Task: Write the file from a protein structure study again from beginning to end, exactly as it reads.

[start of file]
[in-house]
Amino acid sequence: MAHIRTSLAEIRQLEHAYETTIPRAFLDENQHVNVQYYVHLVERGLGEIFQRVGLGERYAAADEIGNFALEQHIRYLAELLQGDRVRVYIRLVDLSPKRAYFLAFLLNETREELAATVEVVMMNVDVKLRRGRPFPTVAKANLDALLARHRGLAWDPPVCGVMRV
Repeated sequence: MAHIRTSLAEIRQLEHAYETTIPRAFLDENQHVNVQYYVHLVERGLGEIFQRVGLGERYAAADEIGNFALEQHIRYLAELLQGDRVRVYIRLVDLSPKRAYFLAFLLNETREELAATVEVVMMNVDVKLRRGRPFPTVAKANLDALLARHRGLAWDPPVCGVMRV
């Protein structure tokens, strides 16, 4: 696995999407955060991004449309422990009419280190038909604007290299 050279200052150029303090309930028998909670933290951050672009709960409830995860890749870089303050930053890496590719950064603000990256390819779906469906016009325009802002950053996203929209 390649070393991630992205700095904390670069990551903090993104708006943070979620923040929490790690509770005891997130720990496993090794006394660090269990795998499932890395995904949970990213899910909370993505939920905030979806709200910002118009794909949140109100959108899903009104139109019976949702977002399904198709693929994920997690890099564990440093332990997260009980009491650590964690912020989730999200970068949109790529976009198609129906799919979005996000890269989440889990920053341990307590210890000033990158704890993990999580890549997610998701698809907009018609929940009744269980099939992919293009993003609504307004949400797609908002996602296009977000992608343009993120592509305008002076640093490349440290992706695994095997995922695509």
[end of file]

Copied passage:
[in-house]
Amino acid sequence: MAHIRTSLAEIRQLEHAYETTIPRAFLDENQHVNVQYYVHLVERGLGEIFQRVGLGERYAAADEIGNFALEQHIRYLAELLQGDRVRVYIRLVDLSPKRAYFLAFLLNETREELAATVEVVMMNVDVKLRRGRPFPTVAKANLDALLARHRGLAWDPPVCGVMRV
Repeated sequence: MAHIRTSLAEIRQLEHAYETTIPRAFLDENQHVNVQYYVHLVERGLGEIFQRVGLGERYAAADEIGNFALEQHIRYLAELLQGDRVRVYIRLVDLSPKRAYFLAFLLNETREELAATVEVVMMNVDVKLRRGRPFPTVAKANLDALLARHRGLAWDPPVCGVMRV
């Protein structure tokens, strides 16, 4: 696995999407955060991004449309422990009419280190038909604007290299 050279200052150029303090309930028998909670933290951050672009709960409830995860890749870089303050930053890496590719950064603000990256390819779906469906016009325009802002950053996203929209 390649070393991630992205700095904390670069990551903090993104708006943070979620923040929490790690509770005891997130720990496993090794006394660090269990795998499932890395995904949970990213899910909370993505939920905030979806709200910002118009794909949140109100959108899903009104139109019976949702977002399904198709693929994920997690890099564990440093332990997260009980009491650590964690912020989730999200970068949109790529976009198609129906799919979005996000890269989440889990920053341990307590210890000033990158704890993990999580890549997610998701698809907009018609929940009744269980099939992919293009993003609504307004949400797609908002996602296009977000992608343009993120592509305008002076640093490349440290992706695994095997995922695509």